Only at Camp Inquiry can you turn to a room of 7-11 year olds, ask, "who knows what scientific replication is?" And hear three kids say in unison, "redooooo!"
This last week was my first visit to the summer camp in western New York state, which emphasizes science, reason, freedom of inquiry, and humanist values. The JREF is a proud co-sponsor of the camp, and I had come to join James Randi in teaching the young scientists about skepticism, and to commune with some of the brightest young minds in the country.
Approaching the camp, I was flooded with the energy of the place. Kids bounced in their seats, scarfing down breakfast so they could get to their first activity. Karen Strachan, the Camp Director, called them to order so that the younger children could enjoy their first lesson with me: the story of the Cottingley Fairies. Using the JREF's educational module on the subject (get your own free here!), I led them through this fascinating tale of childhood trickery.
The story of the Cottingley Fairies is a wonderful true story of two young girls who tricked their parents (and several prominent figures of the day) into believing that there were fairies living in their garden, using a 1917 version of hoax photography. The campers and I discussed what this story can teach us about asking for evidence, and not trusting everything we see. I was charmed and impressed by these intelligent kids, who immediately picked apart the flaws in how the adults in the story evaluated the evidence. "They shouldn't have believed the girls unless they saw the fairies themselves!" said one young boy.
Next, it was time to make our own hoax photos. Using modern photography programs like Photoshop could produce some pretty convincing "ghost" or "fairy" photos, but we wanted to make it a little more challenging, so we started with the same materials the girls in the Cottingley Fairies case used: drawings on paper. The campers drew their favorite mythical creatures; fairies were popular, as were ghosts, unicorns and mermaids. Then they cut them out and we decided together how to best take a photo of the cutout to make it look real. Some of the results were quite impressive.
Hoax Photographs by Camp Inquiry campers
An "angel" darts across the sky at Camp Inquiry.
One camper executed this creative "Bigfoot" track.
This cheerful "ghost" was created by one of the seven year old campers.
The spirit of Paul Bunyan even made a cameo.
Unicorns were spotted by several campers.
Statistics and ESP
Next up was a lesson with the older campers, ages 12-17. Using the JREF's educational module on ESP, we tested two of the campers for telepathic powers. Using zener cards, I had the campers sit back to back and "transmit" a randomly selected card from one to the other. The "recipient" correctly guessed the card six times out of his twenty-five tries, well within the bounds of chance. We discussed why a simple scientific test like this, with a large sample set, is a great way to test someone who claims to have a psychic ability, and why these tests, adequately administered, virtually always turn up negative results.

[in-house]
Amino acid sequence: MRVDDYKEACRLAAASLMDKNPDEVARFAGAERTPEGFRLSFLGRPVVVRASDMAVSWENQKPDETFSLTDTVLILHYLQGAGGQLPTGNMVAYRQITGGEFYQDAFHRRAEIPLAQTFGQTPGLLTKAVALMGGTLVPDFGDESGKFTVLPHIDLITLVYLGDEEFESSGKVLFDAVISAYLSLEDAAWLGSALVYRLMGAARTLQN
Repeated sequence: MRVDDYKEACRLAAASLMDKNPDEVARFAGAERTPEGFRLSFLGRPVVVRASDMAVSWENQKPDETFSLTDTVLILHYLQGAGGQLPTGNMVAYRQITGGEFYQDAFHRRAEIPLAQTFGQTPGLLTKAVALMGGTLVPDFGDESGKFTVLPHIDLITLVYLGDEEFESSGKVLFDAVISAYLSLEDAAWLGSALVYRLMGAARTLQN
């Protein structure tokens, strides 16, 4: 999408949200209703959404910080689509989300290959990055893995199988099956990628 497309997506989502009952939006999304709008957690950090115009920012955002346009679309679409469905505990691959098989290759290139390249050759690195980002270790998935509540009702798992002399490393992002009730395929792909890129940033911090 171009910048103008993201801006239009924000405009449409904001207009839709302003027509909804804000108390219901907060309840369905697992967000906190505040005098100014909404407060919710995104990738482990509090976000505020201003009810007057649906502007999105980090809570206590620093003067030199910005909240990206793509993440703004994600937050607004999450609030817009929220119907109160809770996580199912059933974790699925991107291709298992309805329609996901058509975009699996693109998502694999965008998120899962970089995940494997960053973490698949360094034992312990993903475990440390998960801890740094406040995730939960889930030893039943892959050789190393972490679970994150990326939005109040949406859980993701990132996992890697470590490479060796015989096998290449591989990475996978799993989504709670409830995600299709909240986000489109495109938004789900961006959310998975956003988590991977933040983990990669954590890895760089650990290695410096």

As would be the case many times during my visit, the students astonished me with their quick understanding and wonderful questions. We discussed inherent flaws in the test I performed (for example, a lack of tester blinding) and ways we could improve the test if we were to perform it in a more clinical setting.
When we were done with our lesson, I asked for questions, and the hands shot up: "How many people apply for the Million Dollar Challenge?" "What do you do when the claim isn't testable?" And the ever popular "When is Mr. Randi coming here?"
On Friday morning, the campers were excitedly shuffling around, anticipating the arrival of their favorite skeptical magician. When he arrived, they surged forward with hugs and questions. "Do you remember me from last year?" a few shouted. He chuckled and the group moved down to a blazing fire pit for official question time.
The children had many questions about Randi's life in magic and skepticism, from his famous escape act over Niagara Falls to the Million Dollar Challenge the JREF offers to anyone who can prove they have a paranormal ability. And of course, the ever popular, "What's your favorite color?" (Inside information for all Swift readers: Randi's favorite color remains a mystery.)
The next day, Randi milled with the campers to discuss everything from science and skepticism to their career plans as young scientists, artists, and more. And as the day progressed, more and more aspiring magicians appeared to ask Randi for tips on their tricks, which he was more than happy to provide.
After more than a full day of Randi inspiring the young campers, the parents came to celebrate a wonderful week by dining with us and hearing a keynote talk from none other than The Amazing Randi himself. Randi shared his many experiences in skepticism and magic through hilarious and didactic anecdotes from his amazing life.
Randi tells the crowd of campers and parents about his history with Penn & Teller, his favorite grandparent's effect on his own skepticism, and more.
At the close of an inspiring talk, the parents and campers thanked Randi for his years of devotion to educating children and adults alike, including the JREF's continued co-sponsorship of Camp Inquiry.
Randi teaches card tricks to a young camper and aspiring magician.
The week was drawing to a close, and the campers were packing into their cabins, whispering about their plans to get up early and watch the sun rise. I wished I could join them, but it was time for Randi and me to head back to the JREF and work on promoting skepticism to the public. As Randi and I left the camp, I was already excited for next year: excited to meet more young inquiring minds, explore together, and learn more than I could ever teach.
Carrie Poppy is the Director of Communications for the James Randi Educational Foundation.